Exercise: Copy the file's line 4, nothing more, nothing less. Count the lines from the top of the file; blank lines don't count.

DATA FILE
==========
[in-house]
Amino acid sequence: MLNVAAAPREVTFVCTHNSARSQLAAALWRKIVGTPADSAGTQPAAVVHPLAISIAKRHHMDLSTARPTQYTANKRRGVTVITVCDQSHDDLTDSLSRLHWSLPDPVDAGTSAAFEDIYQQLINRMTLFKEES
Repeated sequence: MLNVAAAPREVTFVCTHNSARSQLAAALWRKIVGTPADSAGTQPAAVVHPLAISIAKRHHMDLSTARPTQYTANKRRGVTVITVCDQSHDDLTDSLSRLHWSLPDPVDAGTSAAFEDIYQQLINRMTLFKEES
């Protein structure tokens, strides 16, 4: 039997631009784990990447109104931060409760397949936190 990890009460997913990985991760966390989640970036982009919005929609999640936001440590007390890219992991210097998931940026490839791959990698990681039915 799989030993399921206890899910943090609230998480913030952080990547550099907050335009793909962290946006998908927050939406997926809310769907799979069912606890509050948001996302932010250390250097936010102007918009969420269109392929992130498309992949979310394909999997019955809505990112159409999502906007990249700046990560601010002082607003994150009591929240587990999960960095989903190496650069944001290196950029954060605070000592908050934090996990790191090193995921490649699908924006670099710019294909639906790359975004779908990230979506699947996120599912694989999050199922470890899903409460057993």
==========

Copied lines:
């Protein structure tokens, strides 16, 4: 039997631009784990990447109104931060409760397949936190 990890009460997913990985991760966390989640970036982009919005929609999640936001440590007390890219992991210097998931940026490839791959990698990681039915 799989030993399921206890899910943090609230998480913030952080990547550099907050335009793909962290946006998908927050939406997926809310769907799979069912606890509050948001996302932010250390250097936010102007918009969420269109392929992130498309992949979310394909999997019955809505990112159409999502906007990249700046990560601010002082607003994150009591929240587990999960960095989903190496650069944001290196950029954060605070000592908050934090996990790191090193995921490649699908924006670099710019294909639906790359975004779908990230979506699947996120599912694989999050199922470890899903409460057993």